Minutes IETF98: saag
Security Area Open Meeting
||Minutes IETF98: saag
Meeting started right on time - 15:20
Showed Note Well ; thanked Stephen Farrell
Going through working group reports. Most had been sent to the list.
Going through related working groups. Paul Hoffman talked for a bit
about DPrive. Karen talked about NTP. Wendy sent a message to the
list about W3C
Hannes talked about the TEEP BoF. Half the room didn't understand what
they were trying to do. Thinking about what to do next.
*** Hannes about "EEMBC IoT Security Benchmarks"
Even lightweight devices can do crypto.
*** David Mazieres "Internet Level Consensus is Practical"
Note that there is an IETF mailing list for this subject:
https://www.ietf.org/mailman/listinfo/ilc [slide 15] Ted Hardie: A node can
select more than one slice? David: Yes, for redundancy. Ted: How can it get a
super-set if there's more than one? David: Needs to be a super-set of one? Ted:
Does is work if there's only one? David: Yes, but if one member of the slice is
down, you can't get a quorum and thus no consensus.
* Bar BoF tonight, 7:30pm–9:00pm
MCR: You talked about CAs and public knowledge. Financial transactions are not
public knowledge. How is that handled? David: The log is public, but there are
ways that people who don't know the transactions to not get this. It's on a
different layer. Melinda Shore: This is a distributed computing problem more
than security. We have a long history of kicking those down the road. Homenet,
Trans are publishing consensus protocols. Christian Huitema: Sybil attack?
(https://en.wikipedia.org/wiki/Sybil_attack) question about who is allowed to
be on the tier of trusted nodes. David: decided by consensus. transitive trust.
You might choose, e.g., 30 CAs + locally trusted org Kyle Rose: How do you
converge if there is disagreement on timestamp David: You'll converge on a set
of nominated values. Challenge depends on the usage. In markets, concerned
about front-running, more of a concern than in software transparency Tim
Sheppard: the problem of deciding who the roots of the CA us is solved? David:
We'll have people decide for themselves. If there's enough overlap it will work.
*** Sharon Goldberg on "Verifiable Random Function"
Ben Kaduk: Is there a way to verify that the hasher is not denying things in
the data structure? Sharon: That is proved by the structure of the data
structure itself. If something is absent the data structure will show it. The
hasher cannot deny that something is present or absent. Richard Barnes: Trying
to figure out what you can build on top of this. Are all VRFs of this form
(hash + signature)? Sharon: (slide 17) - the signature is the proof. The
signature needs to be deterministic, so you can't use ECDSA (which is
non-deterministic). In EC-VRF we use the X coordinate of gamma for "hash".
Phil???: Sharon: these are all VRFs in the ROM. Don't know what it says about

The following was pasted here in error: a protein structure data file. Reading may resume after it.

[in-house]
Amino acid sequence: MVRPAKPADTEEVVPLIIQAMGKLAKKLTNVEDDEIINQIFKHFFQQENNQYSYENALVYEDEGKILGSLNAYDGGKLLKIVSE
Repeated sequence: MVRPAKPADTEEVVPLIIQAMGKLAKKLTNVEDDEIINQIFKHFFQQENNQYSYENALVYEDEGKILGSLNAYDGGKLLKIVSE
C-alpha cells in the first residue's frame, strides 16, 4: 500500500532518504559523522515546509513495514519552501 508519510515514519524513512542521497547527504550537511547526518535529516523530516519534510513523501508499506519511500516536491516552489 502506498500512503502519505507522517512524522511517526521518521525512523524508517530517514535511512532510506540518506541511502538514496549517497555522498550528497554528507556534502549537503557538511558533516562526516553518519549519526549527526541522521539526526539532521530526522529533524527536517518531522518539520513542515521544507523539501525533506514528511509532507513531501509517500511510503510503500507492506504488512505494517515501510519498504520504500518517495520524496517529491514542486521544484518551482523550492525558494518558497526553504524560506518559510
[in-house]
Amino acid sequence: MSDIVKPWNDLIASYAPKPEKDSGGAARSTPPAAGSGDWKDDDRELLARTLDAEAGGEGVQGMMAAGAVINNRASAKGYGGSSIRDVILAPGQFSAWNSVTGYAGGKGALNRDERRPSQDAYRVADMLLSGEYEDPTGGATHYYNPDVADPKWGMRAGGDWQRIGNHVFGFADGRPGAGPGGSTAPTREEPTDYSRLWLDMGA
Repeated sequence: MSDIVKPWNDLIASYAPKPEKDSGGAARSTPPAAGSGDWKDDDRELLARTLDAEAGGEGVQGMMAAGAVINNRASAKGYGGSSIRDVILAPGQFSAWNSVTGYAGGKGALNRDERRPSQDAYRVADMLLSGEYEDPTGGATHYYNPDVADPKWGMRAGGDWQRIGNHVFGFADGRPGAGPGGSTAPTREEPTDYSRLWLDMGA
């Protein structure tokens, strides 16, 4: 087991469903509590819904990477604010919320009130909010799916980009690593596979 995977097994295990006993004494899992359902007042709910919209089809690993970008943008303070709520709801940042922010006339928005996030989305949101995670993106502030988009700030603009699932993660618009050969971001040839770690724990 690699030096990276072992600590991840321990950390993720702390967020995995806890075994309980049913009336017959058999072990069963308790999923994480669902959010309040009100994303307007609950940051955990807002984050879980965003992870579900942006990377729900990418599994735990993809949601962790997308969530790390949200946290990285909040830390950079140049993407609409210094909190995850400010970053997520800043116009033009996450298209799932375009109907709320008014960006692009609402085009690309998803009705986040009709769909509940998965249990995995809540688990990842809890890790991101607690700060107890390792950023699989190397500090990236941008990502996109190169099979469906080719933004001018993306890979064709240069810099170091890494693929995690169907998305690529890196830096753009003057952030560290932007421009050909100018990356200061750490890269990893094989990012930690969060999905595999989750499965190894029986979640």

post-quantum (?) Wes Hardaker: If I were able to collect a bunch of proofs over
time, I could do dictionary attacks? Sharon: When you see a proof, you can
verify it if works for an input. Wes: and it would be a strange protocol where
I couldn't see the inputs but could see the proofs
*** Phillip Hallam-Baker on "JSON implementation of Mesh/Remesh"
(just one slide) (no questions)
*** Open Mic
Ingo Stieglitz : Thank you. You are all awesome. Is there any work here on ICMP
NATing Kathleen: Recommend you ask in Ops Yoav Nir: A couple IETFs ago, started
to discuss 3552bis, what should go into security considerations. I did a first
transposition, called for comments, and got nothing. We shouldn't send the
message that there's nothing to add since 2003 [by publishing a new unchanged
document]. We need people to propose text and ideas. Hannes: We asked for
update without knowing what the update would be. What is the target audience?
What should the recommendation be? Yoav: 3552 and bis, target audience is
people who write RFCs. Security Considerations sections target the same
audiences as the RFCs themselves. Hannes: this isn't the way people write
security considerations. they cut-and-paste from existing documents. Kathleen:
At SecDir, not everyone is comfortable with privacy; we might do better on
those reviews if we got more info into the bis. Paul Hoffman: One problem with
the original document is its length: 40 pages. Mix of good examples, etc. but
many people don't want to read that long. A shorter document would be better
for doc authors. Matt Mathis: speaking as an author in other WGs, the presence
of Security Considerations section has caused us to take things out of
documents; that the review doesn't pick thnigs up doesn't mean it hasn't
helped. David Black: Example in Ops: appendix with a list of questions an ops
reviewer should ask. (Appendix A of RFC 5706) Kathleen: How many people
interested in an update? [about 20 hands]. Please discuss on SAAG list.
And we're done (16:48)